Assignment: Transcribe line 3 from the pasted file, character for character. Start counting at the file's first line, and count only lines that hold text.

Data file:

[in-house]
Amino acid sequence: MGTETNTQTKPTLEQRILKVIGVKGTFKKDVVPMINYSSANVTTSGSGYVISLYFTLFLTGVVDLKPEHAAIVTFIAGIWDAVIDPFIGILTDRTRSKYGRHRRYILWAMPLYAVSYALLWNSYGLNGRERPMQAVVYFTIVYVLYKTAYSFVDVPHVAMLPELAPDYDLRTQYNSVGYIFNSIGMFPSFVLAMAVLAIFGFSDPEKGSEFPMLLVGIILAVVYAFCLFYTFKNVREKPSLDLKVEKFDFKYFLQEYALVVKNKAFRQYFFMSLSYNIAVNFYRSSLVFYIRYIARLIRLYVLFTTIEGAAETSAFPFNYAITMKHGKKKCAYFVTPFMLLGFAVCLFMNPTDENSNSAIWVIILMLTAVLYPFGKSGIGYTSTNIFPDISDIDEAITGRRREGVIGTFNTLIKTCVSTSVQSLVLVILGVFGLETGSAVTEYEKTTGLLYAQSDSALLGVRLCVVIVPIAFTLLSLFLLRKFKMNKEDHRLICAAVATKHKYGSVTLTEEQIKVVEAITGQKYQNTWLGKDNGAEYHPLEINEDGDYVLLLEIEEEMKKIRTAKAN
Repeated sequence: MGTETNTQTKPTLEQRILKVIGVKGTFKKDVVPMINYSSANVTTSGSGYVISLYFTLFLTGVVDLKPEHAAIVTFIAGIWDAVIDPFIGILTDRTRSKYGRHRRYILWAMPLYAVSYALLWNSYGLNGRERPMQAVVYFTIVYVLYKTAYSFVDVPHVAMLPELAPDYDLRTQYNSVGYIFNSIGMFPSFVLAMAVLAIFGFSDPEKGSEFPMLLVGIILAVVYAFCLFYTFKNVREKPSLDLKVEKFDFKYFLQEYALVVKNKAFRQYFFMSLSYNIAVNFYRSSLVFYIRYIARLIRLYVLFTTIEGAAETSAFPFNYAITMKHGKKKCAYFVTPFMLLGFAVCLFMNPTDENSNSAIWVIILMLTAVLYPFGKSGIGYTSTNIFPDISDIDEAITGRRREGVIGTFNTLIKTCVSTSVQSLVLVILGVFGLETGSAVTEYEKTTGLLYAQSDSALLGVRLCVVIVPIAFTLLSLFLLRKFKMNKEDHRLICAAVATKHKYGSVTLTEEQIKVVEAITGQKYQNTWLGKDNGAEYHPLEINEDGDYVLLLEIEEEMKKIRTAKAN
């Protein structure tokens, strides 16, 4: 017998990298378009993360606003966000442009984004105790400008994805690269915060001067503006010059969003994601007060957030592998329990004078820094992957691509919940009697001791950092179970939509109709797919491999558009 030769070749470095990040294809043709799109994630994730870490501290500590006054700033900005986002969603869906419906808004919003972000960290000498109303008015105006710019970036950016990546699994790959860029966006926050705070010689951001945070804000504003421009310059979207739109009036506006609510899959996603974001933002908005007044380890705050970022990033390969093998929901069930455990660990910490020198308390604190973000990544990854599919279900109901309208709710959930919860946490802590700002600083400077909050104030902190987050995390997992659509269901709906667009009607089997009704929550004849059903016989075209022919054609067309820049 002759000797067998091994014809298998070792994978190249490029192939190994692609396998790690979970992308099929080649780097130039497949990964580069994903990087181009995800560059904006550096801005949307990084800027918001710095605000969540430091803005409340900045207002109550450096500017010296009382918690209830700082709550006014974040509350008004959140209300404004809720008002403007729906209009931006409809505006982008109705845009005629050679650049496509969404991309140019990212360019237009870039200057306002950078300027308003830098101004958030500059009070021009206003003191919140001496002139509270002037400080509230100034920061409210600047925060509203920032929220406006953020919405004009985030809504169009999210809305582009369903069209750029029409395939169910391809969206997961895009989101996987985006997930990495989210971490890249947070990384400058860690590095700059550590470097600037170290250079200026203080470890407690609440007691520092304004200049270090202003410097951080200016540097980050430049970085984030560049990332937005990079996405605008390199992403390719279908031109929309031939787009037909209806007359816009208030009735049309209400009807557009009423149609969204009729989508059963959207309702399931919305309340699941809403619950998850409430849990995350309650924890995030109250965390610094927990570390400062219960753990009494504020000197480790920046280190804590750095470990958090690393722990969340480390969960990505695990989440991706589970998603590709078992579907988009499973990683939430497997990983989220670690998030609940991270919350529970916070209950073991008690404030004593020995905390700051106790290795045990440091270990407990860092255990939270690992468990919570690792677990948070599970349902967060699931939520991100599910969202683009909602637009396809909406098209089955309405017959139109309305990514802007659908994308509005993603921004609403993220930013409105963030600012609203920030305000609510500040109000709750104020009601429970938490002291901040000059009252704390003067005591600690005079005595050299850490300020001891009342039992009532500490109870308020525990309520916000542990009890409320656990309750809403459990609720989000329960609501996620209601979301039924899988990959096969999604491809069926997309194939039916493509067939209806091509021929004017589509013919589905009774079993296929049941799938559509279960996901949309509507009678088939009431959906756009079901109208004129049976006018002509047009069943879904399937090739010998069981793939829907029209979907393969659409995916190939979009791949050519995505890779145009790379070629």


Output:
Repeated sequence: MGTETNTQTKPTLEQRILKVIGVKGTFKKDVVPMINYSSANVTTSGSGYVISLYFTLFLTGVVDLKPEHAAIVTFIAGIWDAVIDPFIGILTDRTRSKYGRHRRYILWAMPLYAVSYALLWNSYGLNGRERPMQAVVYFTIVYVLYKTAYSFVDVPHVAMLPELAPDYDLRTQYNSVGYIFNSIGMFPSFVLAMAVLAIFGFSDPEKGSEFPMLLVGIILAVVYAFCLFYTFKNVREKPSLDLKVEKFDFKYFLQEYALVVKNKAFRQYFFMSLSYNIAVNFYRSSLVFYIRYIARLIRLYVLFTTIEGAAETSAFPFNYAITMKHGKKKCAYFVTPFMLLGFAVCLFMNPTDENSNSAIWVIILMLTAVLYPFGKSGIGYTSTNIFPDISDIDEAITGRRREGVIGTFNTLIKTCVSTSVQSLVLVILGVFGLETGSAVTEYEKTTGLLYAQSDSALLGVRLCVVIVPIAFTLLSLFLLRKFKMNKEDHRLICAAVATKHKYGSVTLTEEQIKVVEAITGQKYQNTWLGKDNGAEYHPLEINEDGDYVLLLEIEEEMKKIRTAKAN